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Another awkward partner?
Karl Magnus Johansson

2444Ch16 3/12/02 16 2:06 pm Page 369 Karl Magnus Johansson Sweden: another awkward partner? Introduction: reluctant yet faithful Scholars of the European Union must lift the lid off the ‘black box’ of domestic politics to understand the behaviour of Member States in the integration processes. In this chapter, we will move inside the Swedish polity by analysing domestic constraints and institutional characteristics. The overarching aim is to capture the fundamentals of Sweden as an EU member, thereby identifying the primary actors involved in the

in Fifteen into one?
Straddling the fence

Sweden is seen as a forerunner in environmental and ecological policy. This book is about policies and strategies for ecologically rational governance, and uses the Swedish case study to ask whether or not it is possible to move from a traditional environmental policy to a broad, integrated pursuit of sustainable development, as illustrated through the ‘Sustainable Sweden’ programme. It begins by looking at the spatial dimensions of ecological governance, and goes on to consider the integration and effectiveness of sustainable development policies. The book analyses the tension between democracy and sustainable development, which has a broader relevance beyond the Swedish model, to other nation states as well as the European Union as a whole. It offers the latest word in advanced implementation of sustainable development.

Dimitris Tsarouhas

6 A new Swedish model? Swedish social democracy at the crossroads Dimitris Tsarouhas Introduction Sweden has for a long time been viewed as a paradigmatic case for progressive politics. Swedish social democracy, to which the progressive character of such politics was attributed, could legitimately claim to have mastered the historic task of the revisionist Left: building a societal coalition around the goal of enhancing social welfare for all, while safeguarding the profitability of business and delivering economic growth. When economic crisis hit home in the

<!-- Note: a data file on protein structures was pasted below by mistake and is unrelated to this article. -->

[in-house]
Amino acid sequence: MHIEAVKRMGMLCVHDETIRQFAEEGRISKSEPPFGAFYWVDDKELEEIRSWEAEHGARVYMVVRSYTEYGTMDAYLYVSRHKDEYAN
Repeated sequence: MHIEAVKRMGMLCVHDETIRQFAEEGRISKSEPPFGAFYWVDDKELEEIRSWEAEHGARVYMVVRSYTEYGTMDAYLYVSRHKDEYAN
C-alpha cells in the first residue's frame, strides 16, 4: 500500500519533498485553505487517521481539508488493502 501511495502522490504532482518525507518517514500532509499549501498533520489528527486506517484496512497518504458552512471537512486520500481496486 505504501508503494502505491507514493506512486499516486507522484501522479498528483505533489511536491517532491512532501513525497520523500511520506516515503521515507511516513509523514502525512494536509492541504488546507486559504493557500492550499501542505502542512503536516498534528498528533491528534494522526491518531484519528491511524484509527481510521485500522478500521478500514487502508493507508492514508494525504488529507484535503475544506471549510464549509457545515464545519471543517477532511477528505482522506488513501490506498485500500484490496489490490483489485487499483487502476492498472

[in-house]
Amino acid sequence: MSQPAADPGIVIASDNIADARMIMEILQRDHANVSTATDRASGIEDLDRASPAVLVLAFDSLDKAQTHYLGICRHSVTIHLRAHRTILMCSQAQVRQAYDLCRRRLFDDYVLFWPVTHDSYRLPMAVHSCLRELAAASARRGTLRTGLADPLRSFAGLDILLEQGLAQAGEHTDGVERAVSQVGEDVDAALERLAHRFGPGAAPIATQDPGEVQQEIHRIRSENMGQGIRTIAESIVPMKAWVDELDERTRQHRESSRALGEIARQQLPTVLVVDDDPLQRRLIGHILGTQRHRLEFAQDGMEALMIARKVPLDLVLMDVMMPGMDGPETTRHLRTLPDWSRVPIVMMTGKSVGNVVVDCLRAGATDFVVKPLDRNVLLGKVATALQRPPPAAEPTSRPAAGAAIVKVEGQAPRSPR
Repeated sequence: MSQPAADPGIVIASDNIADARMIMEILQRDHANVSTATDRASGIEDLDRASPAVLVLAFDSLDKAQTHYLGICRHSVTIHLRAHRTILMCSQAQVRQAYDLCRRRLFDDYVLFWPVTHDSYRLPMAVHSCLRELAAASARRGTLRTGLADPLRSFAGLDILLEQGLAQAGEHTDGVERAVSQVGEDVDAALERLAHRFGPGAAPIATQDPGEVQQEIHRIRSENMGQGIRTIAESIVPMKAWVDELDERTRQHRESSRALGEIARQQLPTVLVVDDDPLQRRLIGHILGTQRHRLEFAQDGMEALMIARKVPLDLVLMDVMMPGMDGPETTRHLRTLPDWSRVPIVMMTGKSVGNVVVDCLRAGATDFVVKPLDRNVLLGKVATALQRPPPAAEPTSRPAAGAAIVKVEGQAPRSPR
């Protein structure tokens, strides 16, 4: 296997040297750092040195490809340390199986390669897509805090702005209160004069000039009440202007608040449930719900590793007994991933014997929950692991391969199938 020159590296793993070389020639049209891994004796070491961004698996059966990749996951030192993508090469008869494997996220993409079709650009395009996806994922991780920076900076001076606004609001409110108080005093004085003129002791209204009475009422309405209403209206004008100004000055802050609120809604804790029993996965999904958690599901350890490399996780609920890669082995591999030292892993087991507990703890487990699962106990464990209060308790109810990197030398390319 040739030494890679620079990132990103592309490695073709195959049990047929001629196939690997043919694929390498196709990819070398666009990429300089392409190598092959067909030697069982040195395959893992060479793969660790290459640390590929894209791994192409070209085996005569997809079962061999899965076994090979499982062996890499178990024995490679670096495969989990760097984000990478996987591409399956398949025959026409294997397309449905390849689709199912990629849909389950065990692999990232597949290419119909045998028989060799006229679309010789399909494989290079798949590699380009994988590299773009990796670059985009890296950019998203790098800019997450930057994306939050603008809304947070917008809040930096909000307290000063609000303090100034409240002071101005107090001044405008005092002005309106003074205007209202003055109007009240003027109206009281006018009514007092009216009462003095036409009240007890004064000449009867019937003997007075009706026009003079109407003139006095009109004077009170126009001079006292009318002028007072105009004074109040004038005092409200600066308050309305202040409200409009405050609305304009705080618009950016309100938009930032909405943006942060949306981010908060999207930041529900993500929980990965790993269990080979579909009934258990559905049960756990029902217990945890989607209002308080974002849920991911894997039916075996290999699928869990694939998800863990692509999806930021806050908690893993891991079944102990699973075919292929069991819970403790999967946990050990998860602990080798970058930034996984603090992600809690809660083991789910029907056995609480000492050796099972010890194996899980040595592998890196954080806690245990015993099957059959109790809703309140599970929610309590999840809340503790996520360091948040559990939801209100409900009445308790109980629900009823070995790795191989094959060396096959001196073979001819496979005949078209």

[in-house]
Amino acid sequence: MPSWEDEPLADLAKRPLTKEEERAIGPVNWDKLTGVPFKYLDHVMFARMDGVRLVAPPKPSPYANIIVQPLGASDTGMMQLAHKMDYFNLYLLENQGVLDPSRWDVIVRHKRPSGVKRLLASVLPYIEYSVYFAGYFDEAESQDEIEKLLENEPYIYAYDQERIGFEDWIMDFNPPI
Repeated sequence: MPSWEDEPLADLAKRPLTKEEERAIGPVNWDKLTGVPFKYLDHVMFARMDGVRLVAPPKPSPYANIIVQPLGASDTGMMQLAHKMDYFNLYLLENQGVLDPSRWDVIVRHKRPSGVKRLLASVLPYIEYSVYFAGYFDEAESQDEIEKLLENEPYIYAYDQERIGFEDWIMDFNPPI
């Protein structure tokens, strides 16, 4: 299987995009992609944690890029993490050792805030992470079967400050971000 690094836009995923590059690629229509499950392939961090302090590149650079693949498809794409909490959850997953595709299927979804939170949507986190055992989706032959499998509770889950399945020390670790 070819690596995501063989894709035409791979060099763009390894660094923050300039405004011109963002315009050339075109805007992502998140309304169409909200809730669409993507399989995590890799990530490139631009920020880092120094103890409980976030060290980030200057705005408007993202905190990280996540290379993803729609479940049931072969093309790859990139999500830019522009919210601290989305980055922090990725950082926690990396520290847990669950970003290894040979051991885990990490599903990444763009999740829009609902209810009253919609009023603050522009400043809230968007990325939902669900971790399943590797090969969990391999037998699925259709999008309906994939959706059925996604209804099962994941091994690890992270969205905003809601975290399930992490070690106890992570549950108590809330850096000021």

in In search of social democracy
A history of forbidden relations

This study brings out the norms and culturally dependent values that formed the basis of the theoretical regulation and the practical handling of incest cases in Sweden 1680–1940, situating this development in a wider European context. It discusses a broad variety of general human subjects that are as important today as they were hundreds of years ago, such as love, death, family relations, religion, crimes, and punishments.

By analysing criminal-case material and applications for dispensation, as well as political and legislative sources, the incest phenomenon is explored from different perspectives over a long time period. It turns out that although the incest debate has been dominated by religious, moral, and later medical beliefs, ideas about love, age, and family hierarchies often influenced the assessment of individual incest cases. These unspoken values could be decisive – sometimes life-determining – for the outcome of various incest cases.

The book will interest scholars from several different fields of historical research, such as cultural history, the history of crime and of sexuality, family history, history of kinship, and historical marriage patterns. The long time period also broadens the number of potential readers. Since the subject concerns general human issues that are as current today as they were three centuries ago, the topic will also appeal to a non-academic audience.

Britta Lundgren and Martin Holmberg